So Box came out and announced Box Governance this week. For those of you thinking that Box is just one of the surfeit of file sharing providers on the planet, think again. Box has been steadfast in stating that they are providing content management and this week’s announcement is further proof of that.
Box Governance provides three important capabilities: 1) Retention Management; 2) Content Security Policies (really should have something about “sensitive information” in the name); 3) Defensible eDiscovery. While having these capabilities available is in and of itself a major step forward, it’s also important to note that organizations that choose to deploy Box can now claim compliance with a number of government and industry regulations and standards (e.g.: PII, FINRA, SOX, SEC 17a-4). However, the most important thing about this announcement, in my opinion, is that it serves to remove additional barriers to including Box in the conversation when talking about Enterprise Content Management vendors (pay attention Gartner, Forrester, IDC, et al). Coupled with Box’s Enterprise Key Management (my post on the topic) announcement earlier this year, organizations relying on FUD (Fear, Uncertainty, Doubt) to exclude Box from consideration are losing rationale for doing so. Security and information governance are what separates true managed content from just another shared drive, and Box has them. Bleat all you want about cloud not being secure and cloud content repositories being unmanaged messes, it’s not working anymore.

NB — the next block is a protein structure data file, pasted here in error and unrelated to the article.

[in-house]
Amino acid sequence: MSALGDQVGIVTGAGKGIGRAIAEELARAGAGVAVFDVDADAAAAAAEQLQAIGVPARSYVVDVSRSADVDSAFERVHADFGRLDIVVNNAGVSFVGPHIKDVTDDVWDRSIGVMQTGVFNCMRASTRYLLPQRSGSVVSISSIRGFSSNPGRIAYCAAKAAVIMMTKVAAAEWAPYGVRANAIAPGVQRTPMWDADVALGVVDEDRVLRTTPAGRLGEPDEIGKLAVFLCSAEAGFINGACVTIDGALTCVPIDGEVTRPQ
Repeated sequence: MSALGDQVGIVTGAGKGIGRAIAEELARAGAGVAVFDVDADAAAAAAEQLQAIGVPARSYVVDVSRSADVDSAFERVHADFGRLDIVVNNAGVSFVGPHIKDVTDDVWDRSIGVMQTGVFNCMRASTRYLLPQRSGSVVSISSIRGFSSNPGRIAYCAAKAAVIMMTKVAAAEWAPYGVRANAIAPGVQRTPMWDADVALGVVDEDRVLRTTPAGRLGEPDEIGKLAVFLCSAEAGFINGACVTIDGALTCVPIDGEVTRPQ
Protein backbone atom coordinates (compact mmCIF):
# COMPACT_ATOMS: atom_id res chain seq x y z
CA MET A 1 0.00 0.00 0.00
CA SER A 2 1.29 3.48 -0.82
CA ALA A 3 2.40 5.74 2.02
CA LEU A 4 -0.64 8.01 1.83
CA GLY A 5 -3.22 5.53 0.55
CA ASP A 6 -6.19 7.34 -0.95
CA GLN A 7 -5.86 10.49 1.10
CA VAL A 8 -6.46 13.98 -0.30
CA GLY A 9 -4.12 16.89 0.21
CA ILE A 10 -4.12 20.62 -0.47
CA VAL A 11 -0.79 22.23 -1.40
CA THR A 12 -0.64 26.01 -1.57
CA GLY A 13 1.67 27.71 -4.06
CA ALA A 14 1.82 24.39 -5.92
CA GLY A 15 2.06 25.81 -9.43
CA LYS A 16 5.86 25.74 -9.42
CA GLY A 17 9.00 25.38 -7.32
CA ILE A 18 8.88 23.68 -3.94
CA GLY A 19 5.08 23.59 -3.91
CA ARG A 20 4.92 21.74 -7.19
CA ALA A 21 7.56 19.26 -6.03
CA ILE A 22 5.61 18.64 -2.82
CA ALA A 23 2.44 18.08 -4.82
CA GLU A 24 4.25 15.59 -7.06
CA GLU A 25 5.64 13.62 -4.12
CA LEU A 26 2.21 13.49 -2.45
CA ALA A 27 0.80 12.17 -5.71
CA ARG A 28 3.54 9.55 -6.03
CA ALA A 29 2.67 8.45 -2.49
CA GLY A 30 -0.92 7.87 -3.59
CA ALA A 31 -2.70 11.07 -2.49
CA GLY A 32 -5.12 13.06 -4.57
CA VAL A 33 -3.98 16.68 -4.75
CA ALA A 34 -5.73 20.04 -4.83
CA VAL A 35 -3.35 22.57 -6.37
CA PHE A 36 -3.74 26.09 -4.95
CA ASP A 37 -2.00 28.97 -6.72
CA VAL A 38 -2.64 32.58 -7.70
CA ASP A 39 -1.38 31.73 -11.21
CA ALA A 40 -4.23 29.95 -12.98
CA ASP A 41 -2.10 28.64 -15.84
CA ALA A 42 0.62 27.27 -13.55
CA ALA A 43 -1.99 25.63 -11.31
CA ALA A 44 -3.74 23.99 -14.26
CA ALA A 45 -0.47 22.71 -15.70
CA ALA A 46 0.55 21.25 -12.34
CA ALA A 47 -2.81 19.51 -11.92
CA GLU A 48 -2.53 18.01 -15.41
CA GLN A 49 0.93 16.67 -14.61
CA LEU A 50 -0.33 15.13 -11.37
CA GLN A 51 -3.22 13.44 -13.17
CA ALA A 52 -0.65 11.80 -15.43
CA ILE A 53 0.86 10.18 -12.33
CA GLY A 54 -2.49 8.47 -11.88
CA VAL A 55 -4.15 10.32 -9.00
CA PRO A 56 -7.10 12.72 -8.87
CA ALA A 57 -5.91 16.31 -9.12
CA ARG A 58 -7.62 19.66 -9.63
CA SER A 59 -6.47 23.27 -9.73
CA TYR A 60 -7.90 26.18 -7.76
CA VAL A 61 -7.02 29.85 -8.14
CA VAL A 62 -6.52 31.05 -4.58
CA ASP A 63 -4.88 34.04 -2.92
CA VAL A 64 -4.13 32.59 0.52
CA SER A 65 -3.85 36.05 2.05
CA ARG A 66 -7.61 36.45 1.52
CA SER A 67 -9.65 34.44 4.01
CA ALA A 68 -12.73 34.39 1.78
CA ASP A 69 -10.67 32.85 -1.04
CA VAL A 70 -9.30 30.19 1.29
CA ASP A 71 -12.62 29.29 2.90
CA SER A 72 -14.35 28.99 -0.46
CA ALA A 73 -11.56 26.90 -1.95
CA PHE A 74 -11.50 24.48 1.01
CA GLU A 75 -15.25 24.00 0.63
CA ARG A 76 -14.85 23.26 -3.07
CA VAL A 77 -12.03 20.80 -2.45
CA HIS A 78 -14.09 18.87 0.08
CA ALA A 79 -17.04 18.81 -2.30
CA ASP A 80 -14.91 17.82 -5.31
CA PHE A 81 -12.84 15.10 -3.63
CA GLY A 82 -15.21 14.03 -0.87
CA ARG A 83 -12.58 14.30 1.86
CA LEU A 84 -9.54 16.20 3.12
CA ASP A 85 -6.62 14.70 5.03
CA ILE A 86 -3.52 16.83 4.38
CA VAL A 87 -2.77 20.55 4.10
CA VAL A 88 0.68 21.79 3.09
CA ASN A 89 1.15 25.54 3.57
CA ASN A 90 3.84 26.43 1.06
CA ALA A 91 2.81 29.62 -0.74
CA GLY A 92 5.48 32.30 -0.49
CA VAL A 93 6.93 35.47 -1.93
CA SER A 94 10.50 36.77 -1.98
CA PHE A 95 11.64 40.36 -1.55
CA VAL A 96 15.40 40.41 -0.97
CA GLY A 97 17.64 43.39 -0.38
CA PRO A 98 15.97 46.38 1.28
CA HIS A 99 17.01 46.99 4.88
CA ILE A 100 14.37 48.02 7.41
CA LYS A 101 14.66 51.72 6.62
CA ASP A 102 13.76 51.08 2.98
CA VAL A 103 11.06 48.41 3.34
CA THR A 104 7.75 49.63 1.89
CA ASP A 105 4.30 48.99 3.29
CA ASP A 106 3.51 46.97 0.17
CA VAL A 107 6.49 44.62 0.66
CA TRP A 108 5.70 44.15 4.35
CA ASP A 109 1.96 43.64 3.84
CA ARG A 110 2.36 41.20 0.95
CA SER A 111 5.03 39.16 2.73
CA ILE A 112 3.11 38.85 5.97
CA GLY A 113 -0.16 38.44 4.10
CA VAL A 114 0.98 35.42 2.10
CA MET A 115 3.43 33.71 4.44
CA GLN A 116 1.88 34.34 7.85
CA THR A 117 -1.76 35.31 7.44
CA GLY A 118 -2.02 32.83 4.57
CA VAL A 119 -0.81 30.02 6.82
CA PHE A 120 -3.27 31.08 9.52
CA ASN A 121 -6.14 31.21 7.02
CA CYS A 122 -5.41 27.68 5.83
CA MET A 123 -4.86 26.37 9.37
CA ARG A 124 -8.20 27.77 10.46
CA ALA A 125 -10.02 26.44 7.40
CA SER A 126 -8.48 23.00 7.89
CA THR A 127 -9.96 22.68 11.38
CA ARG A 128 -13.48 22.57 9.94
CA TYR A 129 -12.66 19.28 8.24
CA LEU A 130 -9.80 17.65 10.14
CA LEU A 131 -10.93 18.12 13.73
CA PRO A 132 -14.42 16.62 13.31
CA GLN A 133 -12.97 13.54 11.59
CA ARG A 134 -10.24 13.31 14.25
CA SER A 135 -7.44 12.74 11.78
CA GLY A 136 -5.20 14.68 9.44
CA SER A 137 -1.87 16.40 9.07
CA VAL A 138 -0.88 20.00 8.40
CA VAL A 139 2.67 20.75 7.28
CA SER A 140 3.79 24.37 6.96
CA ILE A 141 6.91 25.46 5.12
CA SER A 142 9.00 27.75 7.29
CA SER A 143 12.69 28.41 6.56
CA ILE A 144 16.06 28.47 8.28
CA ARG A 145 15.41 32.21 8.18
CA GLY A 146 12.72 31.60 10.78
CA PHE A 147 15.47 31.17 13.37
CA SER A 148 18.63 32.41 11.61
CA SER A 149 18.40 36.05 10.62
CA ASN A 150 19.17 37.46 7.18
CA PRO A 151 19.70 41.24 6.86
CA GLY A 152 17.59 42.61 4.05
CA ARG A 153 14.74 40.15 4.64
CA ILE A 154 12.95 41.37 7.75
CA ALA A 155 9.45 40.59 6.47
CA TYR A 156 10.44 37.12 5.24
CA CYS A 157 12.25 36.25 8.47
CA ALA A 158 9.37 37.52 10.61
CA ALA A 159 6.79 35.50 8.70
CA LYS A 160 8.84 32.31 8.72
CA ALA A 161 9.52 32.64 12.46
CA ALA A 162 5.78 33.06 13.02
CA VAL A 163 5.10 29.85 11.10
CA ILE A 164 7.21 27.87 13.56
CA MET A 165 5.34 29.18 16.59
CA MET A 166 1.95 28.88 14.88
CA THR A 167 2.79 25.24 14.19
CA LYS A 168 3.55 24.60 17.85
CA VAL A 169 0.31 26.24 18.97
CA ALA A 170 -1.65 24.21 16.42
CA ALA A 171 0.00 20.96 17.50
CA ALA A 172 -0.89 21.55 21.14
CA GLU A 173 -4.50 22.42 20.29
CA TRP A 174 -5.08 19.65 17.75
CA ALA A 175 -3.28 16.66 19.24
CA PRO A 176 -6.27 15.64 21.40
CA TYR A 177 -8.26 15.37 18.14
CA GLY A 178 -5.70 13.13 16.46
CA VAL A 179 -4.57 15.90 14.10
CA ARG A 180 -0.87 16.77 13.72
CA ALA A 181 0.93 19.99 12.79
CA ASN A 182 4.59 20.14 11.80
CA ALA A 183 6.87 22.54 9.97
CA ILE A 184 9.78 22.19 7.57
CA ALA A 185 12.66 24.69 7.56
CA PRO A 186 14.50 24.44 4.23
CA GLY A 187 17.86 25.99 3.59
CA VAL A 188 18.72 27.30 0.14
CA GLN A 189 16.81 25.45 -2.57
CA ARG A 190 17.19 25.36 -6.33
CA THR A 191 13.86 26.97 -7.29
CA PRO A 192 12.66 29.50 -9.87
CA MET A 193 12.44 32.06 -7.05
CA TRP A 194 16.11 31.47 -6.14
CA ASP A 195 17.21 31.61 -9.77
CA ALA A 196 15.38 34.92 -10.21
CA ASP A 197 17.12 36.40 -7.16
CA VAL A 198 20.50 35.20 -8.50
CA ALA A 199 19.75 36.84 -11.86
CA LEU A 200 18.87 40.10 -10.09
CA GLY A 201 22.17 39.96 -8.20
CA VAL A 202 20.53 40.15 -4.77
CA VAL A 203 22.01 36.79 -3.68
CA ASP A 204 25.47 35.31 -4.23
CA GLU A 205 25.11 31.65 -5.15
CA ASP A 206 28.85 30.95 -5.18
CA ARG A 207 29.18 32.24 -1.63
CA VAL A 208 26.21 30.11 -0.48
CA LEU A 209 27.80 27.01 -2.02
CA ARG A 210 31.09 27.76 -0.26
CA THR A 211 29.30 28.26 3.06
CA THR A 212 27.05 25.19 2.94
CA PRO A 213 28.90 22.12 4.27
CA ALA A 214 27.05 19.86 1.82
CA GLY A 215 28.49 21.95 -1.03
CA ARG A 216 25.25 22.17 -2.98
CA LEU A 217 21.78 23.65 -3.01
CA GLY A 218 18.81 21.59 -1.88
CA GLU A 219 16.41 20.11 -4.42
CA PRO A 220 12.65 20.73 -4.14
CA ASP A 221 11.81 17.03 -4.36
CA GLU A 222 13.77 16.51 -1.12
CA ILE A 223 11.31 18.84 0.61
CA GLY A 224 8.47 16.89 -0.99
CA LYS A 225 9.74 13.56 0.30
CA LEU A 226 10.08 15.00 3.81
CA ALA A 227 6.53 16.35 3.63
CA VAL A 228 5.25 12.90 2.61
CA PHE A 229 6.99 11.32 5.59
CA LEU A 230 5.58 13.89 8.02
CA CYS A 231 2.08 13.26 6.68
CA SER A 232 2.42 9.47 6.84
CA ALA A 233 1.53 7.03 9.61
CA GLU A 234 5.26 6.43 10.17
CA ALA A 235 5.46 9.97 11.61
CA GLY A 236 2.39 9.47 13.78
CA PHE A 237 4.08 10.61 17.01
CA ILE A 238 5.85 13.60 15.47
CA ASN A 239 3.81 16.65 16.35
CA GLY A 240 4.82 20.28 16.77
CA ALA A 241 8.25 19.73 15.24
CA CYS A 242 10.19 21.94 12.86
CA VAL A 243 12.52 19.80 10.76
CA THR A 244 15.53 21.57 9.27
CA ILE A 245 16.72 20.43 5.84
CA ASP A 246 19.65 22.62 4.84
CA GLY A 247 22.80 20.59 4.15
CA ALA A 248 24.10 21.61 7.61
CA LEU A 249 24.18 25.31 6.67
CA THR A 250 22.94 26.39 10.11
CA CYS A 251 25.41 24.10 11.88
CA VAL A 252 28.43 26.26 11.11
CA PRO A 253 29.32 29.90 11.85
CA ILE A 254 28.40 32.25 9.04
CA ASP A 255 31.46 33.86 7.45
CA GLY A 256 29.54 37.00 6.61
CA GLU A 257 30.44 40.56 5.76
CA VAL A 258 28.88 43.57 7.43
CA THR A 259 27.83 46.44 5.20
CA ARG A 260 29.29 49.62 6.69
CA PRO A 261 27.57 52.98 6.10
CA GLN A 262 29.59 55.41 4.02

Since BoxWorks last September (my thoughts) Box has made a number of feature additions, announcements, integrations, and alliances that are moving it closer to being able to deliver the right balance of System of Record and System of Engagement. At this point it’s still a little ugly and cumbersome for administrators to configure the backend to deliver the various governance, workflow, and security bits to work properly, but that’s what the team at Box Consulting is paid to help with. Those paid to worry about security, legal, regulatory, and audit have less to worry about now than a few months ago. From a content consumer/contributor perspective it’s all pretty slick and that’s what it’s all about.
It’s no coincidence that a white paper I wrote for Digital Clarity Group was released yesterday. The paper is about the next generation of ECM (#ECMnext) and how Enterprise File Sync and Share (EFSS) platforms will provide it. We’d (Box, DCG, me) love to get your thoughts on the paper. Feel free to reach out to any of us (you can reach me via email at firstname.lastname@example.org as I am no longer with DCG) to rant or rave. There’s no data collection, fees, marketing gates or other intrusive nonsense to get the paper, so download The Next Generation of Enterprise Content Management to your heart’s content.